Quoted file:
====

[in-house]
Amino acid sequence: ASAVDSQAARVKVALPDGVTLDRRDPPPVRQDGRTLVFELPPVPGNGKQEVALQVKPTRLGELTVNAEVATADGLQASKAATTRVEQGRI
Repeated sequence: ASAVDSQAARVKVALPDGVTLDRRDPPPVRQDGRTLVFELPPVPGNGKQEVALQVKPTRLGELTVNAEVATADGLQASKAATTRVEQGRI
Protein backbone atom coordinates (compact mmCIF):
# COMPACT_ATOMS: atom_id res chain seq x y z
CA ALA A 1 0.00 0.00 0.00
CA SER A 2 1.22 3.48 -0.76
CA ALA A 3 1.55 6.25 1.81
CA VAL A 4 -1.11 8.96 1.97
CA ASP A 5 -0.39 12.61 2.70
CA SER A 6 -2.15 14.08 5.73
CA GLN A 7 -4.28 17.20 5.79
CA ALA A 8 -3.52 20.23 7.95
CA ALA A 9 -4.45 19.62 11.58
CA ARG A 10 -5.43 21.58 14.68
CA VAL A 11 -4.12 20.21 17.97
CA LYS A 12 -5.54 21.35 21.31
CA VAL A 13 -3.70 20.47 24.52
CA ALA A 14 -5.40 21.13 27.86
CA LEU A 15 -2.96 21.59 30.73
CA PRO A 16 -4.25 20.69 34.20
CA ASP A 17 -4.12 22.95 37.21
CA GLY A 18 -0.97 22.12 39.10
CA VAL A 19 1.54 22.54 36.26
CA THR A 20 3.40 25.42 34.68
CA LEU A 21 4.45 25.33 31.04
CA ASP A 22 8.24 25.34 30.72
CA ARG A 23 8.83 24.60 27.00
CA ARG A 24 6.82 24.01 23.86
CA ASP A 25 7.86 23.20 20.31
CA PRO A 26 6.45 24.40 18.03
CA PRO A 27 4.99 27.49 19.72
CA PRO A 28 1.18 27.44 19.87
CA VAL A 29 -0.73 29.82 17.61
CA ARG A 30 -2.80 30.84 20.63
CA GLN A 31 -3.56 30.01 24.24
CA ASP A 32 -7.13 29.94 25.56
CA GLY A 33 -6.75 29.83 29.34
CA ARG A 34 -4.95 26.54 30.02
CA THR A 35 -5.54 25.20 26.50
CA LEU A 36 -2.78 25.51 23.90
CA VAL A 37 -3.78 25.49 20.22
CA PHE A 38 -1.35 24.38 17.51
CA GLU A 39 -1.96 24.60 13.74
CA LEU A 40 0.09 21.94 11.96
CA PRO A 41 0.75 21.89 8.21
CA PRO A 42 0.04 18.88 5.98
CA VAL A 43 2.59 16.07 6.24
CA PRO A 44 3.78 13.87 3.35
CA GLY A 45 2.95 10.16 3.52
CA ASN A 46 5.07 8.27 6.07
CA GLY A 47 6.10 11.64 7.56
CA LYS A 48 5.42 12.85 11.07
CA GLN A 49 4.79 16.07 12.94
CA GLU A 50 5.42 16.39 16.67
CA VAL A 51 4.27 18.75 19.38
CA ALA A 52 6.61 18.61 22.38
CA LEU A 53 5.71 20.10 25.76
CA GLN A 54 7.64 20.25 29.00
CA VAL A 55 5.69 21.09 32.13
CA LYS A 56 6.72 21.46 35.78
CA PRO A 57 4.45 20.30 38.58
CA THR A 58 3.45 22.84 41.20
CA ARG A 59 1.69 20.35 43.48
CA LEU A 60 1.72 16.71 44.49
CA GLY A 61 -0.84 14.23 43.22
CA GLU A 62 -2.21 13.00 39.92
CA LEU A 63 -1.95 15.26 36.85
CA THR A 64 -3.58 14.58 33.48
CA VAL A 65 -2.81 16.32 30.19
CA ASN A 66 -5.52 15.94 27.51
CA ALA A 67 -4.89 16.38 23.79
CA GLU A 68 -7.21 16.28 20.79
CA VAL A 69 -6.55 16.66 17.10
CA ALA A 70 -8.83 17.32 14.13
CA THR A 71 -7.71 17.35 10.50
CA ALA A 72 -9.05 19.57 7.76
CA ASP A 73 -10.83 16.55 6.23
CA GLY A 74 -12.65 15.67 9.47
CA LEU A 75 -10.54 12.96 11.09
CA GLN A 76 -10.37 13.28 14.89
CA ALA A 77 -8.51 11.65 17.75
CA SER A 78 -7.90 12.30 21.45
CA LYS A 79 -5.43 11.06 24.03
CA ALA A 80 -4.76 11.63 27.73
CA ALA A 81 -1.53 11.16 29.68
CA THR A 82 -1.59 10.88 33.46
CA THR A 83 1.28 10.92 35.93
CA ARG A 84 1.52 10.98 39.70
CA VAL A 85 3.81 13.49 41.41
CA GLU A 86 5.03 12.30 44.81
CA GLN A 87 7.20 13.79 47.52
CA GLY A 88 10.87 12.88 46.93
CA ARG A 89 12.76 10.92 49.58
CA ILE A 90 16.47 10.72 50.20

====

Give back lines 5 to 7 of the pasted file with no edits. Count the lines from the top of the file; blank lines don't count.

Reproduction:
# COMPACT_ATOMS: atom_id res chain seq x y z
CA ALA A 1 0.00 0.00 0.00
CA SER A 2 1.22 3.48 -0.76